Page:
An hour later and feeling a stone heavier we returned to our boat to tackle some level three rapids. These were stronger, but again not as terrifying as they may look from the photos!
The only time that E-J almost lost it was when the guide purposely ploughed us into a rock! The rest of the time it was great fun and Sam was quick to stand up at the end and pose for the camera.
During the ride back into town, E-J was out for the count and by the time we were back at the hostel we could feel our limbs starting to cease up. That night we had a well deserved hearty meal and a good sleep.
The next day, we both felt incredibly stiff (particularly E-J, who seemed to walk similar to John Wayne again), we had a relatively quiet day, sorting out our vineyard tour for the following day. As we approached the tour agents, we found them to either be full of two extremes in price; the cheaper industrial vineyards or the high-end boutique vineyards. In the end we resorted to choosing a place, which would take us to three boutiques and one industrial, along with a five-course lunch at one of the vineyards. It was then that we decided that perhaps we weren't really doing the usual backpacker scene, but more a backpacker plus version, whereby we seemed to treat ourselves a bit more than most!
That evening, we were collected at around 7pm to be taken to a horse-riding ranch just out of Mendoza. The ride should have only taken 15 minutes, but the driver managed to get terribly lost and after having a fit about how difficult the place was to find, he finally got us there, much to Sam's relief who was on the verge of cancelling the whole trip!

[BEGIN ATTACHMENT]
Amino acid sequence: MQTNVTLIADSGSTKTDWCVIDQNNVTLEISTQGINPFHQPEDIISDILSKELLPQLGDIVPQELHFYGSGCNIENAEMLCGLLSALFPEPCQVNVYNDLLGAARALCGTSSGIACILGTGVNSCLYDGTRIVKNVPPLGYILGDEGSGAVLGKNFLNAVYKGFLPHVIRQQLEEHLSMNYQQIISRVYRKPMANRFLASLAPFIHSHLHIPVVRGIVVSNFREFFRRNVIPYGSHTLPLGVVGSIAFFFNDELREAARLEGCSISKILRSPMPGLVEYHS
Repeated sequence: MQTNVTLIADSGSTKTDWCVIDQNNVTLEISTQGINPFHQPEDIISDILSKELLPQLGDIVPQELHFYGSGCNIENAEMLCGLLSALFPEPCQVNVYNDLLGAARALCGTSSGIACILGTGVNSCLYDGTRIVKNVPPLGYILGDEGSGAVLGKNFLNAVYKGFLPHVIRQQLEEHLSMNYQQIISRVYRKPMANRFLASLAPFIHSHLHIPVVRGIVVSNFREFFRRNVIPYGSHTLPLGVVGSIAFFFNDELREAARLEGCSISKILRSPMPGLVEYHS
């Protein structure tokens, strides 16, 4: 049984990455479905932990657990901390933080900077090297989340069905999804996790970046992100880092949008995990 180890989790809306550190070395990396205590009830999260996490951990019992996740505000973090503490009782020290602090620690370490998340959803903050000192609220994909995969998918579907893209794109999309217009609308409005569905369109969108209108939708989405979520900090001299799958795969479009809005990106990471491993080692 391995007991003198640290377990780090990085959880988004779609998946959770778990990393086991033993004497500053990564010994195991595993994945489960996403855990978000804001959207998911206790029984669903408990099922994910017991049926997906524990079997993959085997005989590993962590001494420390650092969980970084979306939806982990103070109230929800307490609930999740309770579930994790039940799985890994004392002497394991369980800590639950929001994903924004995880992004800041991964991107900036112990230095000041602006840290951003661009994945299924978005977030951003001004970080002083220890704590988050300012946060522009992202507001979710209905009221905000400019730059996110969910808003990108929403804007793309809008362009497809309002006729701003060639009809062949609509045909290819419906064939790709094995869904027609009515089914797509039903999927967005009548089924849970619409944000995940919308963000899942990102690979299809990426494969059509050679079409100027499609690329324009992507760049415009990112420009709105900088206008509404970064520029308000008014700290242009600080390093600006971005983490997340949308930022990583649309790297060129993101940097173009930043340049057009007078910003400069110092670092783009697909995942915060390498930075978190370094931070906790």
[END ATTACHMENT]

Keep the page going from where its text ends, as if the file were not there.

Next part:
When we arrived at the ranch, we were both a bit wary of the place as it looked rather derelict and there was a load of dishevelled dogs and a kitten running around us. We met our guide, Gabriel, a rodeo expert and he took us through the safety precautions of riding a horse. This consisted of, pull the reins to the left to make the horse go left, pull the reins to the right to make it go right and pull the reins back to make it stop. At this point E-J asked whether there would be any helmets, but our guide laughed and said we wouldn't need them. Within seconds, we both found ourselves following the guide and heading towards a rather steep hill. At this point, our horses realized we were pretty useless, so took it upon themselves to lead the way, following their usual tracks. The route was incredibly barren and desert like and we found ourselves riding up and down steep gravel hills.
The horses, far more in control than we were seemed to know exactly how to handle the steepness so that we were both able to literally sit back and enjoy the ride and the banter from Gabriel. After half an hour of strolling along, we were both feeling rather confident, so Gabriel decided to push us to the next level, by making us trot. We then reached a straight track and he told us it was time to gallop. Having not been on a horse for a good 23 years, E-J was a little reluctant to do this, but within seconds the horse recognized the route and started to trot, canter and finally gallop off across the gravel track. As E-J pelted off down the lane, holding on for dear life, she began to scream out to Gabriel, "make it stop, make it stop!", forgetting that all she had to do was pull on the reins. The expertly trained, Gabriel was able to galloped up along side her, killing himself with laughter over the ridiculous, terrified grin on E-J's face and pulled on the reins so that the horse immediately stopped. The next section of galloping was fine, except that Sam managed to drop his sunglasses, forcing Gabriel to gallop back to retrieve them.
As we continued to pass along the incredible hillside, we took in the amazing views of the mountains behind us with the sunset.